Laptops are not considered optimum gaming machines, because they can’t be upgraded easily. Desktops are essentially large cases you can fill with whatever parts you want to optimize your gaming experience, while laptops are package deals. This isn’t to say laptops are lacking for games – I use a laptop and can run even newer games with no trouble.
This laptop scares me, on some level. The thing is huge – my personal laptop is a larger model, and is tiny compared to it. The ROG Asus is also ice-cold – I’m not exaggerating that. It’s frigid to the touch, and makes little noise. The keyboard is responsive, and it doesn’t take long to find the right hand positions, but it’s giant, frosty monolith, sitting on my living room table, beckoning with floating cities and expansive wilderness.
I fully admit I’m not to most technically minding of individuals, so I plan to focus on how the laptop’s features’ work in practice. There are some things worth noting beyond this, however. Four hard drives means there’s not really any danger of running out of space for games, even if you’re like me and never delete a thing. Even without that, Cloud support exists so that games can be carried over from other systems. I welcome the freedom to fully install games and enable the optimum running speed.
I tried this game on every graphically-impressive game I had available, with the settings all maxed, and had no problems. Bioshock Infinite on Ultra didn’t even skip a beat in the most graphically-draining area of the game, and Warframe with all the Phys-X spark effects and maxed resolution ran flawlessly. The only game that didn’t run entirely smoothly was the Witcher 2, on Ultra, and it’s known for being visually intense, and by ‘not run entirely smoothly’ I mean “is slightly less than perfectly liquid’. There doesn’t seem to be any risk of it not running current games, and most future games. For whatever else, games look good on it.
I’ve been using a pretty standard store-bought laptop as a gaming machine for years, and never had many problems running games. I can’t run them with high graphics settings or maxed resolutions, no, but they run. The Asus ROG, however, has no trouble running even on the highest settings, and most likely won’t have an issue with anything else coming out. If you’re able to get several years out of this machine, you can continue to play games with strong graphics for several years.
The laptop also boasts higher sound quality than most laptops, which I suppose is fine. I didn’t see much reason not to use a set of headsets, however, in order to benefit from surround sound. The audio quality was pretty good, however, especially for build-in laptop speakers. Paired with the headphones I was testing, the sound worked out quite well, and the audio quality was pretty great.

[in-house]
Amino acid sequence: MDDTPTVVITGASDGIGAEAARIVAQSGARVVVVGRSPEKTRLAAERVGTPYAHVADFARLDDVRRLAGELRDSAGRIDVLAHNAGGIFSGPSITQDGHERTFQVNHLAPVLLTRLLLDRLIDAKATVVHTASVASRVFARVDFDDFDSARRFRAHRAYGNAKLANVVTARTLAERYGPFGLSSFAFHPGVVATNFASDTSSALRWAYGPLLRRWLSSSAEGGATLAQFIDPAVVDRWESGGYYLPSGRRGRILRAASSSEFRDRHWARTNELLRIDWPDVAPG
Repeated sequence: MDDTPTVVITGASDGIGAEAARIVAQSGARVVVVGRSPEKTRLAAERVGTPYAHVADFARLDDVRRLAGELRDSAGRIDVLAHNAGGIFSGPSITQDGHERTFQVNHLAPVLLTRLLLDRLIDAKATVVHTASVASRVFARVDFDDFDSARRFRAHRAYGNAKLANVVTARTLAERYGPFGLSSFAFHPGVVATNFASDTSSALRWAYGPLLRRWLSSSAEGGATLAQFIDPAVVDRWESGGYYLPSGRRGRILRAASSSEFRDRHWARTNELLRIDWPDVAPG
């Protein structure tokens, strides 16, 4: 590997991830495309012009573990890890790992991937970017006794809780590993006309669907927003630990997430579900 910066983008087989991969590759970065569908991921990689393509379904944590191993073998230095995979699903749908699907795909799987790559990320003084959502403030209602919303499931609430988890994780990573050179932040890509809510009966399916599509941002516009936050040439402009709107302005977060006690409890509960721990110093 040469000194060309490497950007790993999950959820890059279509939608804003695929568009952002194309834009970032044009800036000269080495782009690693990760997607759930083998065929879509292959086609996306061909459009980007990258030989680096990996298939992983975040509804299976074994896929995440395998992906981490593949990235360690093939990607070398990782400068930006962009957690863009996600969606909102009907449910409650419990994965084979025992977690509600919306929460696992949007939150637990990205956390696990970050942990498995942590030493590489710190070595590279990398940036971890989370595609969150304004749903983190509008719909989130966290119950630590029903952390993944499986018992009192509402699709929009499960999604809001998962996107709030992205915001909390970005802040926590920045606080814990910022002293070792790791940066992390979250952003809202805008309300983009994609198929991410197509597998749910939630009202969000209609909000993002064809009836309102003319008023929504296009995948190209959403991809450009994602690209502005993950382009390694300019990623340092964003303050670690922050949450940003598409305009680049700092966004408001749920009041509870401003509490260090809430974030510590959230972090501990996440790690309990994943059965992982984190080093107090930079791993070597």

|Screen||17.3 inch, 1920 x 1080 (Full HD) LED|
|Processor||Intel Core i7 (4th Gen) 4700HQ / 2.4 GHz|
|Video||NVIDIA GeForce GTX 780M – 4 GB GDDR5 SDRAM|
|Memory||24 GB DDR3L SDRAM|
|Storage||256 GB SSD|
|Connectivity||802.11a/b/g/n, Bluetooth 4.0, Gigabit Ethernet|
Headphone/SPDIF combo jack
4 x USB 3.0
|Operating system||Windows 8 64-bit Edition|
|Size||16.1 in Width X 12.5 in X 2.2 in|
|Extras||ASUS Smart Gesture technology, multi-touch touchpad|
To be honest, the $2,500 price tag is intimidating. This thing will run pretty much any game at ultra settings with no problem now, which means it won’t have too much trouble with future games; however, if you’re looking for bleeding-edge technology anyway, you are probably going to be looking for a desktop. The main usage for such a machine is mobility, and given the size and difficulty of carrying it (I had some serious trouble getting the thing around, even in its original box, which sort of works as a carrying case). A machine this size simply becomes cumbersome.
Furthermore, the built-in touchpad is touted as having sensitivity for gaming, but its placement simply isn’t conducive to good gaming. You’re just better off buying a quality mouse and using that for most things – it’ll offer you more control than any touchpad will when you’re playing anything.
If you want a gaming laptop, this is a good choice for it. It’s not going to fill a desktop’s niche, and it’s lack of easy mobility is somewhat of an issue. You’ll at least get a workout carrying it around.
Positives: Amazing Graphics Capacity, Multiple Hard Drives for Installation Space, Responsive and Well-Positioned Keyboard, Good Long-term Running, Ice-cold
Negatives: Large and Heavy, Portability Issues, Lack of Upgrades may lead to obsolescence (especially given Price)